Canada, allies looking at possibly intercepting North Korean ships
OTTAWA – Canada and its Korean War allies will sit down in Vancouver next week to mull ways to tighten the screws on North Korea – including whether to intercept North Korean shipping.
U.S. State Department officials confirmed that China and Russia were not invited to Tuesday’s meeting, which Canada is co-hosting with the U.S. in response to North Korea’s recent nuclear and ballistic missile tests.
Instead, only those countries that deployed troops as part of the United Nations during the Korean War between 1950 and 1953 have been invited to participate in the discussions, which China has blasted as “Cold War thinking.”
More than 25,000 Canadians served as part of UN Command during the war, of which 516 died. Canada was one of 17 countries to contribute troops to the UN force.
The Vancouver meeting is expected to put a heavy emphasis on finding ways to crack down on the many smuggling and money-laundering schemes that Pyongyang has employed to sidestep sanctions and pay for its nuclear program.
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The Trudeau government has provided little information in the days leading up to the Vancouver summit, despite being a co-host, and appears to be instead consumed with the threat of a trade war with the U.S.
But Brian Hook, director of policy for U.S. Secretary of State Rex Tillerson, said the plan is to come up with concrete ways that Washington and its allies can strengthen the “maximum-pressure campaign” on North Korea.
One of the options to be discussed, he said, would be naval interdiction to stop North Korean smuggling.
“We will be discussing with our partners and allies the kind of steps that we can take on maritime interdiction and to be disrupting funding and disrupting resources,” Hook said during a briefing in Washington, D.C. on Thursday.
“And maritime interdiction helps us to disrupt resources and then the financial side helps us to disrupt the financing of their nuclear and missile program.”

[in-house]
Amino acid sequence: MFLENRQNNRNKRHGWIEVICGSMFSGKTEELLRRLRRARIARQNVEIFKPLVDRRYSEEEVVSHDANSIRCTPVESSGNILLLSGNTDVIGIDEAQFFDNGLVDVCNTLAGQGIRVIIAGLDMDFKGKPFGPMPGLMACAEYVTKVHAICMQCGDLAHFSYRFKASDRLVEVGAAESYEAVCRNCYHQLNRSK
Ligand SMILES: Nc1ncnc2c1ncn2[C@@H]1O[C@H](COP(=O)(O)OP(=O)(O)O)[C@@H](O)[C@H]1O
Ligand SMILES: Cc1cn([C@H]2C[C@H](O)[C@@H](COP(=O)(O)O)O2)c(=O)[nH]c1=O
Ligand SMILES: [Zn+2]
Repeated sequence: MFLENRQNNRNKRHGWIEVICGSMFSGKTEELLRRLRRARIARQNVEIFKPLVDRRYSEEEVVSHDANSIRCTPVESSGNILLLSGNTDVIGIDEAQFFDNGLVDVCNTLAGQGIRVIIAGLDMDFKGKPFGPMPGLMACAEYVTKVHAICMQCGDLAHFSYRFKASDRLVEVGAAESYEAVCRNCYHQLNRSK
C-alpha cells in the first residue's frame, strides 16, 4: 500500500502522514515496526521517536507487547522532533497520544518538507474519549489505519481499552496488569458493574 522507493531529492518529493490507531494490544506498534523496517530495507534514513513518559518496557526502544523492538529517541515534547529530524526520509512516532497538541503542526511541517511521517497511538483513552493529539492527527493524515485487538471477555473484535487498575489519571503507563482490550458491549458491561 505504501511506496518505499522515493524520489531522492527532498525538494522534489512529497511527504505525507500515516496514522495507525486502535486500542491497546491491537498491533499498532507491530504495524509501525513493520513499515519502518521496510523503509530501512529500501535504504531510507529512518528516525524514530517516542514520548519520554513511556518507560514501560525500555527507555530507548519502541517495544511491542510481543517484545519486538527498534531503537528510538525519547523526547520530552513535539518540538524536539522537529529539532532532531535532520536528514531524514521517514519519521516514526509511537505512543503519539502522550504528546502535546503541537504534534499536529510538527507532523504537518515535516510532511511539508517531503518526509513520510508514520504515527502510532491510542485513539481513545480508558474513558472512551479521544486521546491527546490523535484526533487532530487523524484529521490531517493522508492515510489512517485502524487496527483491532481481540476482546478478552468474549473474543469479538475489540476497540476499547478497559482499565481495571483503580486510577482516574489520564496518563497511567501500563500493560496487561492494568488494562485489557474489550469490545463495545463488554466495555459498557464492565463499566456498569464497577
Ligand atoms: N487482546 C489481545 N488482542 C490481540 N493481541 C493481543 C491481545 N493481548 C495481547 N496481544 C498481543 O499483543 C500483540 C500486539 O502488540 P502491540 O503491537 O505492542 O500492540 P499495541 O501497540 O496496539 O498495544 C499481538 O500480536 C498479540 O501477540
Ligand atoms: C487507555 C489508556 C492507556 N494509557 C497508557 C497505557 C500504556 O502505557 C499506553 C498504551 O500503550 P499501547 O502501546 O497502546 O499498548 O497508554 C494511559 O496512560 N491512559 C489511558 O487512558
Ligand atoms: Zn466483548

Western security officials have accused Russia and China of exporting oil to North Korea in recent months, which would be a violation of UN sanctions.
Both countries have denied the charges, but the reports have nonetheless put a spotlight on the importance of maritime trade and smuggling to the North Korean government’s continued survival and weapons development.
Any agreement on naval action against North Korean shipping could result in the deployment of Canadian warships and other naval vessels into the area, and is certain to spark anger and threats from Pyongyang.
But it could also put Canada, the U.S. and their allies at further odds with China, which has opposed the Vancouver meeting and warned that it will hurt – not help – efforts to resolve the nuclear standoff with North Korea.
“The current situation in the Korean Peninsula is very complicated and sensitive,” Chinese foreign ministry Lu Kang said this week, according to a transcript from the Chinese Embassy in Ottawa.
“All parties should work to defuse tensions and promote dialogue, rather than blindly resort to pressure and isolation.”
Hook, meanwhile, defended the decision not to invite China and Russia to Vancouver, which State Department under-secretary Steven Goldstein later said was made in conjunction with Canada.
Some have questioned what progress can be made without two of North Korea’s most important neighbours, but Hook said the meeting was not intended to replace other efforts involving China and Russia.
“This ministerial will enhance and strengthen all of the efforts underway to achieve our policy goals,” he said.
“China has the same policy goal in terms of ensuring that North Korea does not become a nuclear-weapons state and acquire the means to deliver a nuclear warhead.”
The meeting comes as North and South Korean officials have held their first talks in several years, raising fresh hopes that a diplomatic solution to the crisis can be achieved.
But while Canada and the U.S. have welcomed the Korean discussions, Hook said they were unlikely to change the agenda of the Vancouver meeting or result in a short-term softening of sanctions.
“We believe that the North Koreans are starting to feel the bite of a global pressure campaign,” he said.
© 2018 The Canadian Press